Jumping into academic vigor, Rebecca Maddox is inspired by her foundations in writing and history


Rebecca Maddox

While sophomore Rebecca Maddox is extremely passionate about FHC Crew, she also immerses herself in reading, writing, and her studies.

While many students discover their passion in their later years, sophomore Rebecca Maddox found her love for writing back in elementary school. One year, an incredible opportunity arose to submit her work to a national level. 

“In sixth grade, I had this one teacher, Mrs. [Holly] Hanson, who really fostered my love for writing,” Rebecca said. “She signed me up for the National Novel Writing Month (NaNoWriMo), so I ended up writing [something], admittedly, really bad, but at the time, I thought that this was my moment.” 

Since then, Rebecca’s writing has substantially improved through practice and experience, and she largely credits Hanson for her current enthusiasm.

Now, Rebecca can apply those skills to her two favorite classes: Honors English 10 and AP United States History. From the teachings of antebellum reforms to classic literature, Rebecca can’t help but immerse herself in nearly every project thrown her way. The unique and collaborative aspects of the two classes create a captivating experience. 

Overall, I really like learning, and that’s why I want to be a professor; I want to be in the academic life and constantly learn for the rest of my life.

— Rebecca Maddox

While many of her peers may procrastinate to finish assignments, Rebecca’s passion for learning prevents her from holding back, always seeming to jump right into a vast well of knowledge to complete essays, homework, and other tasks. 

“I finished my essay for The Scarlet Letter a little bit ahead of schedule,” Rebecca said. “I’m proud of it. I used to be really into writing, and I sort of took a break from it. It was nice to get all my thoughts on paper because I have a lot of thoughts.”

Through eloquent vocabulary and thematic storytelling, utilizing the power of words is a skill that Rebecca is determined to master. Especially with writing, she is provided with an outlet to properly discuss her point of view. Rebecca said that one of her favorite narration styles is to communicate abstract ideas through simple words that can get the message across to a large audience.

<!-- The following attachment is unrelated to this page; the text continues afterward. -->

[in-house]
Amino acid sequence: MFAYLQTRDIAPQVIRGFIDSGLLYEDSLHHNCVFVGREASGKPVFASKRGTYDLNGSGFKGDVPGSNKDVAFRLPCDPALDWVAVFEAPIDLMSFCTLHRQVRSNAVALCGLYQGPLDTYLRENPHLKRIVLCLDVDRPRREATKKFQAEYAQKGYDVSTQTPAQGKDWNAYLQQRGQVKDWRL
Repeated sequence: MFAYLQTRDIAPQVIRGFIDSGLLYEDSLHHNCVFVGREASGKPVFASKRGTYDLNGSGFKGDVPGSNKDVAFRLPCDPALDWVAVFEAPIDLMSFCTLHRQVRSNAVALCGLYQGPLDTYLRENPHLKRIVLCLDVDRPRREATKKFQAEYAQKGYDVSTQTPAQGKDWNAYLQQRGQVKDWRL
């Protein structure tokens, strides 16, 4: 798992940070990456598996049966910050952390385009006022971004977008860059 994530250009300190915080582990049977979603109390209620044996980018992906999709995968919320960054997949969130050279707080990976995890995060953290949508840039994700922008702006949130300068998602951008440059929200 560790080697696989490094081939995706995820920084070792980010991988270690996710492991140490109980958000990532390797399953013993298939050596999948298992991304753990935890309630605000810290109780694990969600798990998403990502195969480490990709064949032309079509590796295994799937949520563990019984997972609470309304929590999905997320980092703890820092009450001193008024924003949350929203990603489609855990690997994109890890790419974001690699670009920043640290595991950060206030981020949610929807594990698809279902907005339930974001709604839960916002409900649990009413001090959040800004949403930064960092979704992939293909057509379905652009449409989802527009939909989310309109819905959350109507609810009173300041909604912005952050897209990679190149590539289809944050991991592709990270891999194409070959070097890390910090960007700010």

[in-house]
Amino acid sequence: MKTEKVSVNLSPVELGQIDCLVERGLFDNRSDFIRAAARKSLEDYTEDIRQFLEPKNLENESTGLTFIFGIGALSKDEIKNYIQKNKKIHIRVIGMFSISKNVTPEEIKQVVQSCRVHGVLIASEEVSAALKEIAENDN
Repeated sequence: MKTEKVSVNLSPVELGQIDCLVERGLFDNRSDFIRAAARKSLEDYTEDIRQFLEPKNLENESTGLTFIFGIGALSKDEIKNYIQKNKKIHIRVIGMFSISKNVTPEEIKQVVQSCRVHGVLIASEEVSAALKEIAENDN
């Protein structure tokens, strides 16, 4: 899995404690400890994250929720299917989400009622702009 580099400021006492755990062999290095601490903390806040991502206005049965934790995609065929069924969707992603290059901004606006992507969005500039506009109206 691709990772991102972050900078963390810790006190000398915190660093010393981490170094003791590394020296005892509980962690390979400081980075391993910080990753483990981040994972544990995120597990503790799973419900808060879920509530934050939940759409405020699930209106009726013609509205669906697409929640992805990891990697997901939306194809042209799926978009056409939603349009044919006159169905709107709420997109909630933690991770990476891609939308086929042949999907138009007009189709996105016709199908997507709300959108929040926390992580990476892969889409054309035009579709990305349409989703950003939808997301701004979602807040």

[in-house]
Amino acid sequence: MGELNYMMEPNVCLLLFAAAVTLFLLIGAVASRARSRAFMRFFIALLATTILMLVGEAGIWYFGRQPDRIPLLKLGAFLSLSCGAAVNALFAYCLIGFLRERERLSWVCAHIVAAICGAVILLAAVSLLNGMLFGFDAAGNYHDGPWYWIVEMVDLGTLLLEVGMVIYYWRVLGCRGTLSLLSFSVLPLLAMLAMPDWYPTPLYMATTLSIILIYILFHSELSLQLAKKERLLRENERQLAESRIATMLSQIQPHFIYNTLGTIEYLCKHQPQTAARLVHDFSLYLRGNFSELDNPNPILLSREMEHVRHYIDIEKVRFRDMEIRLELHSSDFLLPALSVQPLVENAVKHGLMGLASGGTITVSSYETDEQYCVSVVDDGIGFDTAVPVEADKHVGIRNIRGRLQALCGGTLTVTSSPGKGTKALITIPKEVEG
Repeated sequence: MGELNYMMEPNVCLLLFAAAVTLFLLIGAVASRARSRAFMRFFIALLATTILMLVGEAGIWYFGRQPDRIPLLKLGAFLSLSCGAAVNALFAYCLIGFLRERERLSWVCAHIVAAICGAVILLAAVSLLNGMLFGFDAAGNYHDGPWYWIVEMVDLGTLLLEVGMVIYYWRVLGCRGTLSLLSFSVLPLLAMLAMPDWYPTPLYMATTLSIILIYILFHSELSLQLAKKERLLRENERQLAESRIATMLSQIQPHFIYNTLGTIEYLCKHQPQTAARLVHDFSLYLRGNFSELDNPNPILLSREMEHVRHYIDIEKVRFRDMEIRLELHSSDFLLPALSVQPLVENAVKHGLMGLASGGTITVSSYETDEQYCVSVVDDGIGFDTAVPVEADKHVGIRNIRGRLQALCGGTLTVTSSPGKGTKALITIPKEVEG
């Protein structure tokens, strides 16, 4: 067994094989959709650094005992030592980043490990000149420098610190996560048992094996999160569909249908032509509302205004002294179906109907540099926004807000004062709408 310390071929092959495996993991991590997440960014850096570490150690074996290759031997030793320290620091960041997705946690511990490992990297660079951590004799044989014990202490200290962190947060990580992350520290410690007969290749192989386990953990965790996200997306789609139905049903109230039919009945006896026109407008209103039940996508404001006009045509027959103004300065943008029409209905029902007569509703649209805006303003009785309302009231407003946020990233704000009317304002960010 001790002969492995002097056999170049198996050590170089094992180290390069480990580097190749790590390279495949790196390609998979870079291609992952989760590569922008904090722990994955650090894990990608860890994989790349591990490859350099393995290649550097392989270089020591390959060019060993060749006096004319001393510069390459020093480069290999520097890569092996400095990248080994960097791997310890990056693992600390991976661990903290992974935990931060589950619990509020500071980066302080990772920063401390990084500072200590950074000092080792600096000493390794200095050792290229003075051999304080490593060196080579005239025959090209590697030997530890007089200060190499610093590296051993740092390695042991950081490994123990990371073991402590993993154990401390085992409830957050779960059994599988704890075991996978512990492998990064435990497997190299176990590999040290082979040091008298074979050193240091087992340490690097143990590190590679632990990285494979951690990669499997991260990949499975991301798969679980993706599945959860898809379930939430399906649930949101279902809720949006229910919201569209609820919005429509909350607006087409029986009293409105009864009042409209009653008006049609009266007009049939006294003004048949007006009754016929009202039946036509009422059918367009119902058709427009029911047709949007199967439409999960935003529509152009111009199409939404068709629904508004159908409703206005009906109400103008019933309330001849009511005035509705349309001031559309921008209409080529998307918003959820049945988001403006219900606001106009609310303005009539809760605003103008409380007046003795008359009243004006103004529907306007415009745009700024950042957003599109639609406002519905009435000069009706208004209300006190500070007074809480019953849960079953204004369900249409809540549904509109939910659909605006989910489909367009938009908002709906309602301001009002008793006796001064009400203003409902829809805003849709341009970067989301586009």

One day, Rebecca hopes to publish a book of her own that is much more advanced than her beginnings in elementary school.

“In fourth grade, I got really into writing,” Rebecca said, “especially creative writing and lots of fiction. I was like, ‘I’m gonna be an author when I grow up,’ and I was pretty good at it too for my age. Now, I look back, and I don’t like what I wrote, but I still really enjoyed the process of writing. I just don’t usually make as much time for it anymore, but I have some good story ideas.”

Inspired by her dad reading Harry Potter to her as a child and the literary works of J.D. Salinger, the book that Rebecca writes in the future is sure to include a culmination of knowledge that she’s picked up from these storytelling role models. 

No matter where reading and writing take her, the skills they provide are an undeniable benefit. The passion has turned Rebecca into “a huge nerd” who often confuses her friends with her constant desire for education. 

In addition, the writings of the past have enhanced her love for history, illustrating a more diverse and complex understanding. 

“[Reading] leads me down some Wikipedia rabbit holes late at night,” Rebecca said, “but it also gives me a better understanding of where the world is today. I feel like it’s still developing, but it’s helping me understand certain things that are in place now. From the past, it gives me a more nuanced appreciation of American culture and the world as a whole.”

Wanting to continue with this academic ardor, Rebecca plans on one day becoming a professor herself. It’s clear that the texts of the past will guide her as she shares the gift of knowledge. Just as Hanson once inspired her, Rebecca hopes to bequeath her skills to a future generation of students. 

“As much as I love English, I feel like I can make a really big impact if I studied history and found a way to share that,” Rebecca said. “Overall, I really like learning, and that’s why I want to be a professor; I want to be in the academic life and constantly learn for the rest of my life.”